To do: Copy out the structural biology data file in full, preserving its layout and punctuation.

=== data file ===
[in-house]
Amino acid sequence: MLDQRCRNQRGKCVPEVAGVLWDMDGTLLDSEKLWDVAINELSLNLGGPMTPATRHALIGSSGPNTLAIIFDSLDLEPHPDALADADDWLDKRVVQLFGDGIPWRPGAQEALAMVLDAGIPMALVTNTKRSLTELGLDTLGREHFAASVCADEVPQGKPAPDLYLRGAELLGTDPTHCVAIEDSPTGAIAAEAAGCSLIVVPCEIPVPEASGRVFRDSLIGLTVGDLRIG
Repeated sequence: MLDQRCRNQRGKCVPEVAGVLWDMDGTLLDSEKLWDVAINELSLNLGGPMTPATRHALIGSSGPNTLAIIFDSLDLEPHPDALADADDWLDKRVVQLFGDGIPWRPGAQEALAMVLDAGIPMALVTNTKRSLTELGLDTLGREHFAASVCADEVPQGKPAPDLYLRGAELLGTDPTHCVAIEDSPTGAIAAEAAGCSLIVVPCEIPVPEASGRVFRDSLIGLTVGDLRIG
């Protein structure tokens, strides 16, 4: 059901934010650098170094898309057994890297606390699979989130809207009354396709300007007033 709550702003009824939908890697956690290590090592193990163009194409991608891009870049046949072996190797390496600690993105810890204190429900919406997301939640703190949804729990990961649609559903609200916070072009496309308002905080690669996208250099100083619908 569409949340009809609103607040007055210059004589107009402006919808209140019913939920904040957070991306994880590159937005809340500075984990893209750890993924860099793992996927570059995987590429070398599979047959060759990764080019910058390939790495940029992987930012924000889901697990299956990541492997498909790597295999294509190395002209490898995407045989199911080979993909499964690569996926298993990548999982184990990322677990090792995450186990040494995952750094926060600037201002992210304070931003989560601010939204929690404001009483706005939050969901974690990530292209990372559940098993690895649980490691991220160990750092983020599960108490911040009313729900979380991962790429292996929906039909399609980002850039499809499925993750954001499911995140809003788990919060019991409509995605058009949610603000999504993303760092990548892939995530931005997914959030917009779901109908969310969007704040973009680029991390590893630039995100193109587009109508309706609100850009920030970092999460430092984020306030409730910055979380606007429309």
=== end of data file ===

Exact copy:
[in-house]
Amino acid sequence: MLDQRCRNQRGKCVPEVAGVLWDMDGTLLDSEKLWDVAINELSLNLGGPMTPATRHALIGSSGPNTLAIIFDSLDLEPHPDALADADDWLDKRVVQLFGDGIPWRPGAQEALAMVLDAGIPMALVTNTKRSLTELGLDTLGREHFAASVCADEVPQGKPAPDLYLRGAELLGTDPTHCVAIEDSPTGAIAAEAAGCSLIVVPCEIPVPEASGRVFRDSLIGLTVGDLRIG
Repeated sequence: MLDQRCRNQRGKCVPEVAGVLWDMDGTLLDSEKLWDVAINELSLNLGGPMTPATRHALIGSSGPNTLAIIFDSLDLEPHPDALADADDWLDKRVVQLFGDGIPWRPGAQEALAMVLDAGIPMALVTNTKRSLTELGLDTLGREHFAASVCADEVPQGKPAPDLYLRGAELLGTDPTHCVAIEDSPTGAIAAEAAGCSLIVVPCEIPVPEASGRVFRDSLIGLTVGDLRIG
């Protein structure tokens, strides 16, 4: 059901934010650098170094898309057994890297606390699979989130809207009354396709300007007033 709550702003009824939908890697956690290590090592193990163009194409991608891009870049046949072996190797390496600690993105810890204190429900919406997301939640703190949804729990990961649609559903609200916070072009496309308002905080690669996208250099100083619908 569409949340009809609103607040007055210059004589107009402006919808209140019913939920904040957070991306994880590159937005809340500075984990893209750890993924860099793992996927570059995987590429070398599979047959060759990764080019910058390939790495940029992987930012924000889901697990299956990541492997498909790597295999294509190395002209490898995407045989199911080979993909499964690569996926298993990548999982184990990322677990090792995450186990040494995952750094926060600037201002992210304070931003989560601010939204929690404001009483706005939050969901974690990530292209990372559940098993690895649980490691991220160990750092983020599960108490911040009313729900979380991962790429292996929906039909399609980002850039499809499925993750954001499911995140809003788990919060019991409509995605058009949610603000999504993303760092990548892939995530931005997914959030917009779901109908969310969007704040973009680029991390590893630039995100193109587009109508309706609100850009920030970092999460430092984020306030409730910055979380606007429309």